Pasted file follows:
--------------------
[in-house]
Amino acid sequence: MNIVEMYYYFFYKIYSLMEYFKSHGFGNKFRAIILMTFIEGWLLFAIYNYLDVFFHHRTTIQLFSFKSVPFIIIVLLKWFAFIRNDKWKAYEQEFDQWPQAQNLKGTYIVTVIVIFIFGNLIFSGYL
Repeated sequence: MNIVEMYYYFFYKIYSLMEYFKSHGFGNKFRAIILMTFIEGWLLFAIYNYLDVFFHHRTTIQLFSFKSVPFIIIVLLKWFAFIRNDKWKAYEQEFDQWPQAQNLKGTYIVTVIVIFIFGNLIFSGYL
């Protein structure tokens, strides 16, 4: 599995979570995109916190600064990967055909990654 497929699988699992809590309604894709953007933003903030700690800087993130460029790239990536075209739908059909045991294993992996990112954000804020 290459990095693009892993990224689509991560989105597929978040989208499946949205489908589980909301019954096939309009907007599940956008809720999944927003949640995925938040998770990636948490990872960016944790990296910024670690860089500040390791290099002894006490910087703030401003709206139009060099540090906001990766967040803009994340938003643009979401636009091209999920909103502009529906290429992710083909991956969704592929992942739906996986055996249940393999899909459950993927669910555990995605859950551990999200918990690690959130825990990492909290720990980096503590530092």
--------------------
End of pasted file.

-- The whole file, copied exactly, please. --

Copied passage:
[in-house]
Amino acid sequence: MNIVEMYYYFFYKIYSLMEYFKSHGFGNKFRAIILMTFIEGWLLFAIYNYLDVFFHHRTTIQLFSFKSVPFIIIVLLKWFAFIRNDKWKAYEQEFDQWPQAQNLKGTYIVTVIVIFIFGNLIFSGYL
Repeated sequence: MNIVEMYYYFFYKIYSLMEYFKSHGFGNKFRAIILMTFIEGWLLFAIYNYLDVFFHHRTTIQLFSFKSVPFIIIVLLKWFAFIRNDKWKAYEQEFDQWPQAQNLKGTYIVTVIVIFIFGNLIFSGYL
């Protein structure tokens, strides 16, 4: 599995979570995109916190600064990967055909990654 497929699988699992809590309604894709953007933003903030700690800087993130460029790239990536075209739908059909045991294993992996990112954000804020 290459990095693009892993990224689509991560989105597929978040989208499946949205489908589980909301019954096939309009907007599940956008809720999944927003949640995925938040998770990636948490990872960016944790990296910024670690860089500040390791290099002894006490910087703030401003709206139009060099540090906001990766967040803009994340938003643009979401636009091209999920909103502009529906290429992710083909991956969704592929992942739906996986055996249940393999899909459950993927669910555990995605859950551990999200918990690690959130825990990492909290720990980096503590530092």